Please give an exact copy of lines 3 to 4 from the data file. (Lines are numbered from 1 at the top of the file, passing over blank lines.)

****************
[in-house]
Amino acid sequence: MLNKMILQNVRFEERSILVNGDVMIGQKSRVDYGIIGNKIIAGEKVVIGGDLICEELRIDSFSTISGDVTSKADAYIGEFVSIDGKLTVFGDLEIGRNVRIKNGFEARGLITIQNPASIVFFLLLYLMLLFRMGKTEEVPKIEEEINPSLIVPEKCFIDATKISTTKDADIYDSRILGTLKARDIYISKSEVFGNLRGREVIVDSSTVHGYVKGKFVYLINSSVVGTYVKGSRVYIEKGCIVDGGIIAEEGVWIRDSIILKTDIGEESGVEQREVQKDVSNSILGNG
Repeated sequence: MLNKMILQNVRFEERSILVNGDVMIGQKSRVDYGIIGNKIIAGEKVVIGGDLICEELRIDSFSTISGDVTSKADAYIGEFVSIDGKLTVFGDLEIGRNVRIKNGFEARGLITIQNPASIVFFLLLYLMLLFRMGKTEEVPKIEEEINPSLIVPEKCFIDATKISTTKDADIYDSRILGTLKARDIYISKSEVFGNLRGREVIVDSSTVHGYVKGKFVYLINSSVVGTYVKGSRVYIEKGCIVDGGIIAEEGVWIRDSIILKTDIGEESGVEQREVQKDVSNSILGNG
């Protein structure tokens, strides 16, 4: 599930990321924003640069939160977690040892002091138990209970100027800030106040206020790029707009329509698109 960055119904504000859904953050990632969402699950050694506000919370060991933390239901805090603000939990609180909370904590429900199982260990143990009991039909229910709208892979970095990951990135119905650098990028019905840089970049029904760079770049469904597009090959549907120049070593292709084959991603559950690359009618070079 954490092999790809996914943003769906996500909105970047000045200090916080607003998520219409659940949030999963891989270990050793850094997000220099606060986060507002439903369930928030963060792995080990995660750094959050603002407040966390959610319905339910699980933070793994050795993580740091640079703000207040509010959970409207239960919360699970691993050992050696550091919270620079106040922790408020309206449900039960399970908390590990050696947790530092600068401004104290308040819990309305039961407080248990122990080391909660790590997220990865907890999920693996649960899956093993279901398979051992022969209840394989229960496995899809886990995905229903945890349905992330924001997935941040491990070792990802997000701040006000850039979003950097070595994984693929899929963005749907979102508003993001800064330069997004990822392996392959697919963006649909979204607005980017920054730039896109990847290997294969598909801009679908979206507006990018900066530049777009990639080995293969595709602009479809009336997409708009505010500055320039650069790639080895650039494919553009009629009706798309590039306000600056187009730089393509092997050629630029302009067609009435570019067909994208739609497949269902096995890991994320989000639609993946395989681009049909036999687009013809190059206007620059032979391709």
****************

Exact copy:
Repeated sequence: MLNKMILQNVRFEERSILVNGDVMIGQKSRVDYGIIGNKIIAGEKVVIGGDLICEELRIDSFSTISGDVTSKADAYIGEFVSIDGKLTVFGDLEIGRNVRIKNGFEARGLITIQNPASIVFFLLLYLMLLFRMGKTEEVPKIEEEINPSLIVPEKCFIDATKISTTKDADIYDSRILGTLKARDIYISKSEVFGNLRGREVIVDSSTVHGYVKGKFVYLINSSVVGTYVKGSRVYIEKGCIVDGGIIAEEGVWIRDSIILKTDIGEESGVEQREVQKDVSNSILGNG
């Protein structure tokens, strides 16, 4: 599930990321924003640069939160977690040892002091138990209970100027800030106040206020790029707009329509698109 960055119904504000859904953050990632969402699950050694506000919370060991933390239901805090603000939990609180909370904590429900199982260990143990009991039909229910709208892979970095990951990135119905650098990028019905840089970049029904760079770049469904597009090959549907120049070593292709084959991603559950690359009618070079 954490092999790809996914943003769906996500909105970047000045200090916080607003998520219409659940949030999963891989270990050793850094997000220099606060986060507002439903369930928030963060792995080990995660750094959050603002407040966390959610319905339910699980933070793994050795993580740091640079703000207040509010959970409207239960919360699970691993050992050696550091919270620079106040922790408020309206449900039960399970908390590990050696947790530092600068401004104290308040819990309305039961407080248990122990080391909660790590997220990865907890999920693996649960899956093993279901398979051992022969209840394989229960496995899809886990995905229903945890349905992330924001997935941040491990070792990802997000701040006000850039979003950097070595994984693929899929963005749907979102508003993001800064330069997004990822392996392959697919963006649909979204607005980017920054730039896109990847290997294969598909801009679908979206507006990018900066530049777009990639080995293969595709602009479809009336997409708009505010500055320039650069790639080895650039494919553009009629009706798309590039306000600056187009730089393509092997050629630029302009067609009435570019067909994208739609497949269902096995890991994320989000639609993946395989681009049909036999687009013809190059206007620059032979391709």